Daniel Stewart’s Verbal Eraser

Photo © Lauren Mauldin


No one’s perfect (nope, not you either) so it’s just a matter of time before you mess up or throw your horse under the bus.  Perhaps you did you best but your best wasn’t good enough, or maybe you unintentionally lost your temper with your horse or trainer. Regardless of the mess-up you’ll always be able to make-up for it… as long as you shrink the size of your but – not butt – but “but” (boy that’s a lot of buts). 

So why am I talking so much about buts? Well, it’s because the word BUT is part of a unique family of words and phrases called verbal erasers – words that have a nasty habit of unintentionally erasing positive things while encouraging you to focus on the negative. Just like the eraser on the end of you pencil that erases words that have been written (assuming you haven’t chewed it off!), verbal erasers erase words that have been spoken – even if those words are positive… and BUT is the most common eraser of all!

It’s possible that this is the first time you’ve ever heard of verbal erasers so here are a few examples that should make them a bit easier to understand:

  • I know I’m capable of riding well – but – everyone else is so much better than me!
  • I know my first few fences were great – but the last few were horrible!
  • I know you think I’m a good rider – but – the last time I rode I was so bad!

It’s easy to see how the word “but” can erase the positive sentiments contained in the first half of the sentence (to make you forget or discount them). This is because words spoken after an eraser are interpreted by your brain as ten-times stronger than those that occurred before it! Verbal erasers are also quite common in apologies. For example, when you say, “I’m sorry I yelled at you – but – you made me so mad”, you’re not really sorry at, you’re still just blaming the other person).  

Verbal erasers also come in the form of common phrases… you’ve probably even used a few recently:

  • I know I’m capable of riding well – the only problem is – everyone else is so much better than me!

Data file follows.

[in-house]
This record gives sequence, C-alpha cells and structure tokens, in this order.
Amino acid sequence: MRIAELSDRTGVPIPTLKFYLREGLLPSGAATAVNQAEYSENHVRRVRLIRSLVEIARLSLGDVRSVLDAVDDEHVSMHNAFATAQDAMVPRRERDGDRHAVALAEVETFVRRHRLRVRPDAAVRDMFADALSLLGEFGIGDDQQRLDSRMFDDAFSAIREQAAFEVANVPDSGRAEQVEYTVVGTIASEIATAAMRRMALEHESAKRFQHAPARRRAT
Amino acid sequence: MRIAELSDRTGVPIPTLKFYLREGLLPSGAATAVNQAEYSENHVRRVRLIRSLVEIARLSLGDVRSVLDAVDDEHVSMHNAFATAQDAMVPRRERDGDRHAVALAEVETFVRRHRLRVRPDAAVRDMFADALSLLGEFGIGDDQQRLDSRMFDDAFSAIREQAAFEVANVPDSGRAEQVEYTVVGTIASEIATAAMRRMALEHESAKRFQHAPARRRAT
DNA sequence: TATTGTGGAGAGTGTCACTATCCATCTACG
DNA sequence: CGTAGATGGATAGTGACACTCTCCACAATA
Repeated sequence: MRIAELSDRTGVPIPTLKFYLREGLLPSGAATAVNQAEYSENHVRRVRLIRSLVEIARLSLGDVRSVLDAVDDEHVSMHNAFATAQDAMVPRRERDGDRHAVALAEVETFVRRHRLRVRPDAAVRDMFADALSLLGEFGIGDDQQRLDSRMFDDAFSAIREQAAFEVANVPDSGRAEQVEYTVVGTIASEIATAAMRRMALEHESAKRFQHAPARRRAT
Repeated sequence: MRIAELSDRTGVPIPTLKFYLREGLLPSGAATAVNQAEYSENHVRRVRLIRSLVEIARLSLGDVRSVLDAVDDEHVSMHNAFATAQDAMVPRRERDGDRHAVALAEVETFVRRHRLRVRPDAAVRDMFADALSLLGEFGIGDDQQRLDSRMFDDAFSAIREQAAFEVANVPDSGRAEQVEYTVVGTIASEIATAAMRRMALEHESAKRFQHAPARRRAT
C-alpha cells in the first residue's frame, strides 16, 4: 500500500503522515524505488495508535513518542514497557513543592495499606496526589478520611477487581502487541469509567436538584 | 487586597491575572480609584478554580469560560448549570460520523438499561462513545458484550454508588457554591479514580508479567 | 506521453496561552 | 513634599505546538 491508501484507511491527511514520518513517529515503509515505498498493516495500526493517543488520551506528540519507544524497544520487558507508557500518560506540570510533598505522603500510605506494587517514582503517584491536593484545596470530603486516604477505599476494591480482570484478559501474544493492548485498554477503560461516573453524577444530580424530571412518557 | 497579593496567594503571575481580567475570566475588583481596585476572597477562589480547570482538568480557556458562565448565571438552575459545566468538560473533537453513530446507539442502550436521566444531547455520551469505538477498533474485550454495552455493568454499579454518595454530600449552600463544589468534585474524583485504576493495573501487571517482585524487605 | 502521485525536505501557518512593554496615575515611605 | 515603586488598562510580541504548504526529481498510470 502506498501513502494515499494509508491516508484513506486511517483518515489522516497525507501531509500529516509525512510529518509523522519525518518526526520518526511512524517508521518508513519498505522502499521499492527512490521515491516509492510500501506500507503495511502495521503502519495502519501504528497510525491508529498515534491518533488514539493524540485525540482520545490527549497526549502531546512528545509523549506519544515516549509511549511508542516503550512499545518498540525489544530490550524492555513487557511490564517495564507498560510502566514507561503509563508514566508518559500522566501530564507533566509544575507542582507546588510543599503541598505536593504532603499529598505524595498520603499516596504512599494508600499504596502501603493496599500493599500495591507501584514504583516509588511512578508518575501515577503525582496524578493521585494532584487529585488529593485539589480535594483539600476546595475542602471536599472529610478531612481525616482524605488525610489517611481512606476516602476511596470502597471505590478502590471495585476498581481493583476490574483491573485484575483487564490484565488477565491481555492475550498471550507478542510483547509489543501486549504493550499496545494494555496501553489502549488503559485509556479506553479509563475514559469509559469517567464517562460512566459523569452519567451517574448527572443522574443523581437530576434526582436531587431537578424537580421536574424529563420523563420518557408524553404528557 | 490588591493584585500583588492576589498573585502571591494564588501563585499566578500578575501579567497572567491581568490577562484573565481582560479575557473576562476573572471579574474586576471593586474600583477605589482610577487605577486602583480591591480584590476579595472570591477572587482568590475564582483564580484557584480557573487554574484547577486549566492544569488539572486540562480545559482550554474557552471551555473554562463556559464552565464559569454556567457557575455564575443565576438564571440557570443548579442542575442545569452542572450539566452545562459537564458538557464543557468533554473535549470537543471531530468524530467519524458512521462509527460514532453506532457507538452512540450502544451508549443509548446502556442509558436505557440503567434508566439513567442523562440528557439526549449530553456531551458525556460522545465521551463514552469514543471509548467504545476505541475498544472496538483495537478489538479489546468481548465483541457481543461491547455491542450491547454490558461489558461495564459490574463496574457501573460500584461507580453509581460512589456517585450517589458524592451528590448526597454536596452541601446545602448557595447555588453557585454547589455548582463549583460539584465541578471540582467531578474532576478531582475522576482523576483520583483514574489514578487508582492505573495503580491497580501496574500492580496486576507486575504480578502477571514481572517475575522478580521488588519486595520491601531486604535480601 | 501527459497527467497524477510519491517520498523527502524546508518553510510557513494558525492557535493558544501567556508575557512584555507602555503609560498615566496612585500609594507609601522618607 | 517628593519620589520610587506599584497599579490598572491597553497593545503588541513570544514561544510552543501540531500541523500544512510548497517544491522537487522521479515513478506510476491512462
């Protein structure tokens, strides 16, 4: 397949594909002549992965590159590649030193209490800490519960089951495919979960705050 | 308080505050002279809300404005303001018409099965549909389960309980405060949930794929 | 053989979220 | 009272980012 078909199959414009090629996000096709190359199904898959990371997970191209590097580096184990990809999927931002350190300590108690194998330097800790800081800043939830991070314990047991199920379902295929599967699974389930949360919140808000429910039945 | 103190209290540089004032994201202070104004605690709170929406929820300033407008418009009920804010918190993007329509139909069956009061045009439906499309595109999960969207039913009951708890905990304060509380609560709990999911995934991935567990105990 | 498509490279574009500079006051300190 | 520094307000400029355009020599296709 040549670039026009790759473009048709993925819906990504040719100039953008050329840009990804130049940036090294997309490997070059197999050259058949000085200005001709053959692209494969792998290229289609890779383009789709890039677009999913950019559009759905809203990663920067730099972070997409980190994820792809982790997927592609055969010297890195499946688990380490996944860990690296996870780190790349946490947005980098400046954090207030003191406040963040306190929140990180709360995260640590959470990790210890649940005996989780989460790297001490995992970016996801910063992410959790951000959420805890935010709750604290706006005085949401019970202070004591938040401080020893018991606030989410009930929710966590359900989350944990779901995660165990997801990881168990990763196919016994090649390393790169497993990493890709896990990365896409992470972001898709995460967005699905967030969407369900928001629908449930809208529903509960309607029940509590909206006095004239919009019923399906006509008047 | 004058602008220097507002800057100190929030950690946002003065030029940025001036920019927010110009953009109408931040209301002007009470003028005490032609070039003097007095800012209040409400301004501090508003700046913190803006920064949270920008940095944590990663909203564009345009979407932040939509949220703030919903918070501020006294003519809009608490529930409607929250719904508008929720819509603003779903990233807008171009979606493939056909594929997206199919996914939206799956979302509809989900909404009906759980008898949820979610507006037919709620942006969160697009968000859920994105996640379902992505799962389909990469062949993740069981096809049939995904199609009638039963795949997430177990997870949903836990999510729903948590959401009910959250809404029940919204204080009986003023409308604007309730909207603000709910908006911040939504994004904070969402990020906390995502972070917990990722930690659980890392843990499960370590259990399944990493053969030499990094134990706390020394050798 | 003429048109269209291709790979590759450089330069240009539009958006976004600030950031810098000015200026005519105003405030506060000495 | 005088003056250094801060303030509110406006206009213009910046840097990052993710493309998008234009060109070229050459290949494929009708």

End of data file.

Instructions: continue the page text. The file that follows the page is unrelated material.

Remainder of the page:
• I know my first few fences were great – I just wish the last few weren’t so horrible!
  • I know you think I’m a good rider – there’s just one thing – the last time I rode I was so bad!

It’s been said if you’re not making enough mistakes you’re just not trying hard enough, and that if you’re doing everything right you must be doing something wrong. Owning your mistakes, weaknesses, and challenges is an important part of evolving as a rider (after all, mistakes are bound to happen when you have the courage to leave your comfort zone) so the next time you make a mistake leave your eraser at home and remember that to grow as a rider, you just need to shrink the size of your but!

Originally posted in Daniel Stewart’s Pressure Proof Academy monthly tips.

Daniel Stewart has been an equestrian for over thirty-five years and has coached riders all over the world for the past twenty-five. Combining his knowledge as an equestrian with a degree in physical education, he created an empowering and inspiring clinic series that helps riders develop equally strong minds and bodies. As the internationally acclaimed author of Pressure Proof Your Riding, Ride Right, and Fit and Focused in 52; he’s widely considered one of the worlds leading experts on equestrian sport psychology, athletics, and performance. He teaches clinics and seminars to thousands of riders each year including an annual summer clinic-tour that includes 50 clinics in more than 30 cities over a span of  60 days. He’s a sough-after keynote speaker, has published countless magazine articles, and is an equestrian sport psychology and rider fitness contributor for many other equestrian associations.